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SLIDE SHOW: Tavern's treasures sold

SLIDE SHOW: Tavern's treasures sold

NEW YORK The final curtain began descending Wednesday on Tavern on the Green, the glittering, fine-dining showplace that flamboyant impresario Warner LeRoy used to call his crown jewel.

The restaurant, which officially closed Dec. 31 after more than 30 years in business, is now the site of a huge, three-day auction. The LeRoy family, who took over operation of the famous Central Park eatery after Warner LeRoy died in 2001, is looking to raise some $8 million to pay off creditors after filing for Chapter 11 bankruptcy protection last fall.

Locals and tourists alike have come to the restaurant for the sale, which is being conducted through Friday by Guernsey’s Auction House. Tavern’s treasures make up most of the items up for bid, including custom-made Tiffany lamps and Baccarat crystal chandeliers. Even Warner LeRoy’s colorful, one-of-a-kind hosting jackets and eyeglasses are for sale.

SLIDE SHOW: Click here for photos from the auction.


Adiverse crowd -- from renowned restaurateur Drew Nieporent to privileged ladies from the Upper East Side to travelers from afar –has flocked to the auction, hoping to purchase a piece of Tavern on the Green’s history.

Competition was fierce among the bidders, who seemed to be everywhere: online, on the phone and in the room.

The famous Tavern on the Green sign that hung outside Central Park West sold for $5,500. A set of fine china went up for sale next.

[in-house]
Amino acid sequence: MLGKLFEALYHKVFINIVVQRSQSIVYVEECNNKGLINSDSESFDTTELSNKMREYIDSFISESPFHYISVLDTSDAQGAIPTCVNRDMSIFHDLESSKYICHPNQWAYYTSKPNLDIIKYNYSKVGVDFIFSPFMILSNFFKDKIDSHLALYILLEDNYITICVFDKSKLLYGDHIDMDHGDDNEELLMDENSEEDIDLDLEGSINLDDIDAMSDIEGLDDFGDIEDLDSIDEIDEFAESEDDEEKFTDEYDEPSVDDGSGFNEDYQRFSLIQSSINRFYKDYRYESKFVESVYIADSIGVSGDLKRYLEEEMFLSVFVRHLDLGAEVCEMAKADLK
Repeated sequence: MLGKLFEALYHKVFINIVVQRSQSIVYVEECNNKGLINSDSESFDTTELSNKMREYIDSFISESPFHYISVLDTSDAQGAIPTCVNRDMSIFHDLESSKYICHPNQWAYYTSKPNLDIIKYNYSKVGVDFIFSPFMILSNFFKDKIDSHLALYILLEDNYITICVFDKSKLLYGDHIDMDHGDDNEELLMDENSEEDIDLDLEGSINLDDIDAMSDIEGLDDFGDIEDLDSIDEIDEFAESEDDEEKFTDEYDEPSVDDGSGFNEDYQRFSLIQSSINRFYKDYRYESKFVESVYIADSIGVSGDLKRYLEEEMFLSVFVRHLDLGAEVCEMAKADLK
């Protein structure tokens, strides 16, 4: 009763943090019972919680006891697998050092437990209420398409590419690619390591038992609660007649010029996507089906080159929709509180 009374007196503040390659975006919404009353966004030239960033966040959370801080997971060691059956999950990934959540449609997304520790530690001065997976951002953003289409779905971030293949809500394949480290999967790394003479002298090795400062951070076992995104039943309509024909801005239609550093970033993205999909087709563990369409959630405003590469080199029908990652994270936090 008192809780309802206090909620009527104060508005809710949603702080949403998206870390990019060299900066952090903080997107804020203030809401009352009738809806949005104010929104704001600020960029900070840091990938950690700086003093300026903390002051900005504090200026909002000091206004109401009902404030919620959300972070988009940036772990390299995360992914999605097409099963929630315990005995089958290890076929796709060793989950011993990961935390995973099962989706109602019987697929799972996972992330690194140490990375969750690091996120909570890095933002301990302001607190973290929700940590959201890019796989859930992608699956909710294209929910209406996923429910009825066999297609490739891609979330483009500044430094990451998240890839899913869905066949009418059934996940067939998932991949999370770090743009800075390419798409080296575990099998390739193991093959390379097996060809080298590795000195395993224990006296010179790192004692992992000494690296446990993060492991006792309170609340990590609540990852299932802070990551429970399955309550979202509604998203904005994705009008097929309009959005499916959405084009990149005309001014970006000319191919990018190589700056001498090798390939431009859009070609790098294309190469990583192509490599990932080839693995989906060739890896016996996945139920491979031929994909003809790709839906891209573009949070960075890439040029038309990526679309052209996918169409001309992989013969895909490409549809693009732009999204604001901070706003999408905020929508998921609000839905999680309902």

“I have $800 on the phone, $1,000 in the room,” the auctioneer said briskly. “Now I have $1,200, still in the room. Here’s $1,300 from a new bidder, just in time. Fair warning. That’s $1,500 on this side of the room. Do you want in at $1,600? No? Sold for $1,500.”

Nieporent said he was there to pay homage and, perhaps, bid on an item or two.

“I used to work here you know,” he said. “It’s a difficult feeling. It will be very hard to recreate what Warner did here; so much of it is the setting, but a lot of it is the design. Since this is an auction, a lot of it will be gone. So much here is unique and it’s been here for a long time.”

Dean Poll, who runs the Boathouse restaurant in Central Park, was awarded the contract for Tavern's operations. However, before he takes over, legal ownership of the restaurant's name and intellectual property must be determined. Reportedly worth $19 million, the Tavern name has become a major bone of contention between the city’s Department of Parks & Recreation, which claims ownership, and the LeRoy family, who say Warner LeRoy had the name trademarked years ago. The two parties are currently fighting the matter in court.

In the meantime, Poll is trying to negotiate a contract with Local 6, the union representing Tavern’s 400 employees and also is planning to oversee a major renovation of the restaurant, which is expected to cost $25 million to complete.

Contact Elissa Elan at [email protected].

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